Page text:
E: To select the art we exhibit, we use social media to put out a call for artists. From there, we go through the submissions and decide based on message and aesthetics what we feel would best fit together and align with our mission. Most of the time, we have entries from people who we do not personally know but have come across our exhibition series online, furthering the idea that the internet is a powerful tool that houses some incredibly talented people who just want their art to be seen.
This is your third time exhibiting Sonder– congratulations! There was a huge turnout- people of all ages showed up. What is the process of putting together a show like this like?
C: We go through submissions, and choose all of the art that we want to showcase. After that we find a gallery space for Sonder to take place in. There are a lot of things that go into it. After we have the basic necessities all sorted out, we need to promote the event. Social media is our main form of promotion, mainly Instagram.
E: After we collect and sift through submissions, we seek out a space to host it and then work on creating a full experience for the duration of the exhibit. It’s a process that requires a lot of attention to small details, but after curating three exhibits, it has definitely gotten easier since we’ve learned what to look for and what needs to be improved upon.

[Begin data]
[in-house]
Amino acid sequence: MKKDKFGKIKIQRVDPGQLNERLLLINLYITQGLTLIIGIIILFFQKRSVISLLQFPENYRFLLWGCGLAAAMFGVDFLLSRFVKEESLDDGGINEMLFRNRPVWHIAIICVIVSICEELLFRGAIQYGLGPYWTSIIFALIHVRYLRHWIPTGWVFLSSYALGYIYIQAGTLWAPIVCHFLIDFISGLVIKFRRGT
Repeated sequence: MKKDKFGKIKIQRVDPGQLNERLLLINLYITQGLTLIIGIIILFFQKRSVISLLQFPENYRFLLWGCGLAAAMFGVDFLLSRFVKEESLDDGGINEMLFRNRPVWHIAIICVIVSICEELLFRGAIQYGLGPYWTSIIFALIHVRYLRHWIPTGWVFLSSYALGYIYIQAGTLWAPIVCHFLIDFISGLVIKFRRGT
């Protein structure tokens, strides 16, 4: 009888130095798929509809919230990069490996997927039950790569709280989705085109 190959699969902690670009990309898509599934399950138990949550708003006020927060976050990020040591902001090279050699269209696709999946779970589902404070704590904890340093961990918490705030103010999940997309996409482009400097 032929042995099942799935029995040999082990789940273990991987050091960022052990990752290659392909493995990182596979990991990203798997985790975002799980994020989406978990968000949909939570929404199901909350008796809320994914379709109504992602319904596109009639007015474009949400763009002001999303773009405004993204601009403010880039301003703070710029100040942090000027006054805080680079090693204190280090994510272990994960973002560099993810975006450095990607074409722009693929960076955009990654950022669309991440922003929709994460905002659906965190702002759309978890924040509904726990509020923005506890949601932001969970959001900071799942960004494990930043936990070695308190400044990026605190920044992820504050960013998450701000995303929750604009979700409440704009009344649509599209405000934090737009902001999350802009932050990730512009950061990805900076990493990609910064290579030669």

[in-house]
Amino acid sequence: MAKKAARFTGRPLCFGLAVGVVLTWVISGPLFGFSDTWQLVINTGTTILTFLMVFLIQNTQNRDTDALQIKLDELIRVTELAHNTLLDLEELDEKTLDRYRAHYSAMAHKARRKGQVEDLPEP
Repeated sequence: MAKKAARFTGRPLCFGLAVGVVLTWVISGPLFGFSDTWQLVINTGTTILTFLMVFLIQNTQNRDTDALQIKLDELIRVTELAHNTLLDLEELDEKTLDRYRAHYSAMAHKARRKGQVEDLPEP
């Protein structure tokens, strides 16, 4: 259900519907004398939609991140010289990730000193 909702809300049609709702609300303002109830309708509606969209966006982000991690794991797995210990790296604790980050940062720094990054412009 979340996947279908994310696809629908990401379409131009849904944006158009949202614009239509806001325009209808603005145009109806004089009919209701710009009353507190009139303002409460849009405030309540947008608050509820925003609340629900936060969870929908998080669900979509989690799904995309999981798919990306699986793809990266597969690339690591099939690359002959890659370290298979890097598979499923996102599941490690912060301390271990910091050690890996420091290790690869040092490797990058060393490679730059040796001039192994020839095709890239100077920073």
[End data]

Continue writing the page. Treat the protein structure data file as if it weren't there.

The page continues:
What have you noticed about the current state of the art world that you think is lacking, or should be changed to create a more inclusive, diverse platform?
C: In the art world, progress has definitely been made, but still the main group of artists that gain recognition is older artists. Young artists aren’t taken as seriously and aren’t given as much credibility as older artists.
E: In the 80’s and 90’s, the Guerilla Girls were notoriously painting cities with signs revealing the prevalent sexism and racism in the art world. Today, in addition to a lack of representation for young artists, there’s still such a heavy emphasis on a niche group of artists – white, middle class/upper class, and male – in the mainstream that has yet to budge. With art being a manifestation of experience and knowledge, I think it’s so important to try and incite change by giving a platform to those who are not being represented or regarded in order to truly begin to be inclusive because as of now, so many groups of people are left in the dark, while the same narratives are just being shared in varied ways.
What are your hopes for the future of Sonder?
C: In the future we are definitely planning on continuing the exhibits. Hopefully we will be able to reach a larger audience, and possibly expand to more cities. We want to continue giving young artists the opportunity to show their work in a physical sense.
E: In the future, we hope to create more opportunities for young artists to share their work by providing them a platform to do so. We also would like to curate exhibits in other cities to expand our reach to continue to share the works of even more young artists with even more people.